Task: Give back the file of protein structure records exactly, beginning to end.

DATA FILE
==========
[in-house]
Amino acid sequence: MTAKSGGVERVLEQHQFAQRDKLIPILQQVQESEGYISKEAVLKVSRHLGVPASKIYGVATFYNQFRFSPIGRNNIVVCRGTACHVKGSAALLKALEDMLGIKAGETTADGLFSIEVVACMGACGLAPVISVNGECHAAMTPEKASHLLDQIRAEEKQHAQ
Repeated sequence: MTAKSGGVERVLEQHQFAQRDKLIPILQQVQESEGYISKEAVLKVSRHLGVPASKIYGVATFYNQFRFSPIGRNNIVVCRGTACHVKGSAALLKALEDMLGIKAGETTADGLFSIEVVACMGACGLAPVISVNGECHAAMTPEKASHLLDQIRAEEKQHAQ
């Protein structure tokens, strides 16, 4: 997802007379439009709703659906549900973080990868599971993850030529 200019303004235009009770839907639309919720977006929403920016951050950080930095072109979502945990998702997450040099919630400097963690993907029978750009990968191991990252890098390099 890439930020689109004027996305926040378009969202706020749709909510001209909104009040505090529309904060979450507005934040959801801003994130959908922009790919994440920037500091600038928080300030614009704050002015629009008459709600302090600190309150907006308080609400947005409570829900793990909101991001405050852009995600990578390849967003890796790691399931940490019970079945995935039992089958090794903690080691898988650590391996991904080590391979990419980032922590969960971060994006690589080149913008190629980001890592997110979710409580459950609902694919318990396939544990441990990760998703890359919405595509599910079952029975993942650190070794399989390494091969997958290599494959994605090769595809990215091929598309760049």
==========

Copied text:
[in-house]
Amino acid sequence: MTAKSGGVERVLEQHQFAQRDKLIPILQQVQESEGYISKEAVLKVSRHLGVPASKIYGVATFYNQFRFSPIGRNNIVVCRGTACHVKGSAALLKALEDMLGIKAGETTADGLFSIEVVACMGACGLAPVISVNGECHAAMTPEKASHLLDQIRAEEKQHAQ
Repeated sequence: MTAKSGGVERVLEQHQFAQRDKLIPILQQVQESEGYISKEAVLKVSRHLGVPASKIYGVATFYNQFRFSPIGRNNIVVCRGTACHVKGSAALLKALEDMLGIKAGETTADGLFSIEVVACMGACGLAPVISVNGECHAAMTPEKASHLLDQIRAEEKQHAQ
């Protein structure tokens, strides 16, 4: 997802007379439009709703659906549900973080990868599971993850030529 200019303004235009009770839907639309919720977006929403920016951050950080930095072109979502945990998702997450040099919630400097963690993907029978750009990968191991990252890098390099 890439930020689109004027996305926040378009969202706020749709909510001209909104009040505090529309904060979450507005934040959801801003994130959908922009790919994440920037500091600038928080300030614009704050002015629009008459709600302090600190309150907006308080609400947005409570829900793990909101991001405050852009995600990578390849967003890796790691399931940490019970079945995935039992089958090794903690080691898988650590391996991904080590391979990419980032922590969960971060994006690589080149913008190629980001890592997110979710409580459950609902694919318990396939544990441990990760998703890359919405595509599910079952029975993942650190070794399989390494091969997958290599494959994605090769595809990215091929598309760049």